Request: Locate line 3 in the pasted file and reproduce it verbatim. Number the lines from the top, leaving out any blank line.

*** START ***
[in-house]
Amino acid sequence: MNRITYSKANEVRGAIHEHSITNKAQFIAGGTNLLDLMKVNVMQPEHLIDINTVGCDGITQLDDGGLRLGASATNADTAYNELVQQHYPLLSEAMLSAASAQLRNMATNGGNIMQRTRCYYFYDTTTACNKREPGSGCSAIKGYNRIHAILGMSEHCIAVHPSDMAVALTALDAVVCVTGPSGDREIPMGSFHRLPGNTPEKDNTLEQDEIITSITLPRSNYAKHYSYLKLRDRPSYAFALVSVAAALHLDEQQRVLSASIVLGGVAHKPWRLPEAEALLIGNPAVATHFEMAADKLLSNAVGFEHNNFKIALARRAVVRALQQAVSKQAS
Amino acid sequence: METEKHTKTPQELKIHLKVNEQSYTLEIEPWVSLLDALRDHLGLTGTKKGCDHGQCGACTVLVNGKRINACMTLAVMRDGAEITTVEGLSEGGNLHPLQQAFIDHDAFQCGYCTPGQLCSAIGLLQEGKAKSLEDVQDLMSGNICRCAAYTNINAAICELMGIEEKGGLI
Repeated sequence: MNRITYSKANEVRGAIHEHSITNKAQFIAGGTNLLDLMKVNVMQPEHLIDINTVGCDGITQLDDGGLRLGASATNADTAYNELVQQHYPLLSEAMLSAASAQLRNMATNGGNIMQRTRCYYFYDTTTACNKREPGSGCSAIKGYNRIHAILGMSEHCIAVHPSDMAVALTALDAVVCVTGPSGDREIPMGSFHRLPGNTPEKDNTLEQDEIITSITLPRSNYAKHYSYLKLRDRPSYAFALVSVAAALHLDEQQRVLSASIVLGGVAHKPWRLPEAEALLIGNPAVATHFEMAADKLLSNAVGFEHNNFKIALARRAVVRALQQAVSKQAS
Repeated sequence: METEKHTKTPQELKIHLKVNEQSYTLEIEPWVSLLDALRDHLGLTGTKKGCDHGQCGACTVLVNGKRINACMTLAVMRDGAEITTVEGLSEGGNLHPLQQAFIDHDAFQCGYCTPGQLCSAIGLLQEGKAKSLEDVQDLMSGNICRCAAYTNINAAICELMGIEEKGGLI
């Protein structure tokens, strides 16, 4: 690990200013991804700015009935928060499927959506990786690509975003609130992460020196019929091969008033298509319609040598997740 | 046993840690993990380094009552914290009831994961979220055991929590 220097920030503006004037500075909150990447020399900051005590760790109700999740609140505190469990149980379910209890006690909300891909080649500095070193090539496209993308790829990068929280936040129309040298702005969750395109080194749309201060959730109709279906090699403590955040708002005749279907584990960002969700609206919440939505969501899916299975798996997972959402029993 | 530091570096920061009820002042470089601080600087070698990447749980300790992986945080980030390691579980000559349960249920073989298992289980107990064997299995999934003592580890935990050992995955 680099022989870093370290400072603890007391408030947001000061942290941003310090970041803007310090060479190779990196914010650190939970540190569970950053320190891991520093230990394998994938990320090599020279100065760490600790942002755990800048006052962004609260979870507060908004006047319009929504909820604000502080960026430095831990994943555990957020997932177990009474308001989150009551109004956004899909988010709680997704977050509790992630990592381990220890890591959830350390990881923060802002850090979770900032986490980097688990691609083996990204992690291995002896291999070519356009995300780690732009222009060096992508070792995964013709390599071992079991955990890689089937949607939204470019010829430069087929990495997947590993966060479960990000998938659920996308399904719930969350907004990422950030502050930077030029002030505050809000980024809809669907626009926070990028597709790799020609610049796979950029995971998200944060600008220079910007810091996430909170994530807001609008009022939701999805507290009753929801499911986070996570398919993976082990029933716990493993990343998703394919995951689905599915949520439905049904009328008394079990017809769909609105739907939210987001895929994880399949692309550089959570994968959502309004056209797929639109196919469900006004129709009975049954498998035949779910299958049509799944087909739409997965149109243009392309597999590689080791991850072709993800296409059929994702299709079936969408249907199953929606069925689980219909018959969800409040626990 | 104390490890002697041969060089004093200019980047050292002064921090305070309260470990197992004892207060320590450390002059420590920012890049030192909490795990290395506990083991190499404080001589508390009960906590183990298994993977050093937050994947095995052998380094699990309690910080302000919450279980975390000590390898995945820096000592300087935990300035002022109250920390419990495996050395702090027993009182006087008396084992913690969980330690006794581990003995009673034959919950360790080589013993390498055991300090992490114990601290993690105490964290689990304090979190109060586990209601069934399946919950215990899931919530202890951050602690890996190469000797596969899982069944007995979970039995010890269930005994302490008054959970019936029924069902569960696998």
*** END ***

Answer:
Amino acid sequence: METEKHTKTPQELKIHLKVNEQSYTLEIEPWVSLLDALRDHLGLTGTKKGCDHGQCGACTVLVNGKRINACMTLAVMRDGAEITTVEGLSEGGNLHPLQQAFIDHDAFQCGYCTPGQLCSAIGLLQEGKAKSLEDVQDLMSGNICRCAAYTNINAAICELMGIEEKGGLI